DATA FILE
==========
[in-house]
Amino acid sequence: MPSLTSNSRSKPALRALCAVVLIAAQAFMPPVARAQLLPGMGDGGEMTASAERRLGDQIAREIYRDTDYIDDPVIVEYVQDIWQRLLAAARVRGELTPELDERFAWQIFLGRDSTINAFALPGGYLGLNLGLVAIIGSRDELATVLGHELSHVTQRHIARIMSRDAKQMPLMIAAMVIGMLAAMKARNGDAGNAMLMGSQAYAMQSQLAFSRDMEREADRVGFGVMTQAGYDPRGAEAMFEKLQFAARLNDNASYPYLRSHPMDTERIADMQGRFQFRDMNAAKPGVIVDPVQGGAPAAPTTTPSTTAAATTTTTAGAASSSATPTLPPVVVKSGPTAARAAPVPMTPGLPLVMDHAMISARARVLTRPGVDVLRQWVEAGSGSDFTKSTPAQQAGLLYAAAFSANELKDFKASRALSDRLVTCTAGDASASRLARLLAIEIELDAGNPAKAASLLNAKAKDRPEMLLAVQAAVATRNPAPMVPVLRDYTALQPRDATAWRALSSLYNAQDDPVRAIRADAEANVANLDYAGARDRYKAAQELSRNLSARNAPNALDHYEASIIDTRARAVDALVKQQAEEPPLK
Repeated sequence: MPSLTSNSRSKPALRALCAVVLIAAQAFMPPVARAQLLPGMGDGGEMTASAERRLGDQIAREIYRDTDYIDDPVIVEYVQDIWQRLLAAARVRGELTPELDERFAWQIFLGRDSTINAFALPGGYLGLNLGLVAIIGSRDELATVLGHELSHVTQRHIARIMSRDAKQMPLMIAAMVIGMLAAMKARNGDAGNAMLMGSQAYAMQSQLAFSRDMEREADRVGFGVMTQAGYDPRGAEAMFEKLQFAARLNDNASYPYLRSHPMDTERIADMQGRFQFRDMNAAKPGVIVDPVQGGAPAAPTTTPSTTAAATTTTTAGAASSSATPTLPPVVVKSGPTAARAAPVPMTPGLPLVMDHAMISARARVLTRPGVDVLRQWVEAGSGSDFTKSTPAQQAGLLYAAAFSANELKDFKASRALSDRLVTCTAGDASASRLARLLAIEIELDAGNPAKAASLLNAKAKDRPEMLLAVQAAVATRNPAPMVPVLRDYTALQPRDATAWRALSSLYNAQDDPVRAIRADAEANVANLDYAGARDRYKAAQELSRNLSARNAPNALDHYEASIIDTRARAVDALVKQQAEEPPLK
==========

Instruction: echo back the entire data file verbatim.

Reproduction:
[in-house]
Amino acid sequence: MPSLTSNSRSKPALRALCAVVLIAAQAFMPPVARAQLLPGMGDGGEMTASAERRLGDQIAREIYRDTDYIDDPVIVEYVQDIWQRLLAAARVRGELTPELDERFAWQIFLGRDSTINAFALPGGYLGLNLGLVAIIGSRDELATVLGHELSHVTQRHIARIMSRDAKQMPLMIAAMVIGMLAAMKARNGDAGNAMLMGSQAYAMQSQLAFSRDMEREADRVGFGVMTQAGYDPRGAEAMFEKLQFAARLNDNASYPYLRSHPMDTERIADMQGRFQFRDMNAAKPGVIVDPVQGGAPAAPTTTPSTTAAATTTTTAGAASSSATPTLPPVVVKSGPTAARAAPVPMTPGLPLVMDHAMISARARVLTRPGVDVLRQWVEAGSGSDFTKSTPAQQAGLLYAAAFSANELKDFKASRALSDRLVTCTAGDASASRLARLLAIEIELDAGNPAKAASLLNAKAKDRPEMLLAVQAAVATRNPAPMVPVLRDYTALQPRDATAWRALSSLYNAQDDPVRAIRADAEANVANLDYAGARDRYKAAQELSRNLSARNAPNALDHYEASIIDTRARAVDALVKQQAEEPPLK
Repeated sequence: MPSLTSNSRSKPALRALCAVVLIAAQAFMPPVARAQLLPGMGDGGEMTASAERRLGDQIAREIYRDTDYIDDPVIVEYVQDIWQRLLAAARVRGELTPELDERFAWQIFLGRDSTINAFALPGGYLGLNLGLVAIIGSRDELATVLGHELSHVTQRHIARIMSRDAKQMPLMIAAMVIGMLAAMKARNGDAGNAMLMGSQAYAMQSQLAFSRDMEREADRVGFGVMTQAGYDPRGAEAMFEKLQFAARLNDNASYPYLRSHPMDTERIADMQGRFQFRDMNAAKPGVIVDPVQGGAPAAPTTTPSTTAAATTTTTAGAASSSATPTLPPVVVKSGPTAARAAPVPMTPGLPLVMDHAMISARARVLTRPGVDVLRQWVEAGSGSDFTKSTPAQQAGLLYAAAFSANELKDFKASRALSDRLVTCTAGDASASRLARLLAIEIELDAGNPAKAASLLNAKAKDRPEMLLAVQAAVATRNPAPMVPVLRDYTALQPRDATAWRALSSLYNAQDDPVRAIRADAEANVANLDYAGARDRYKAAQELSRNLSARNAPNALDHYEASIIDTRARAVDALVKQQAEEPPLK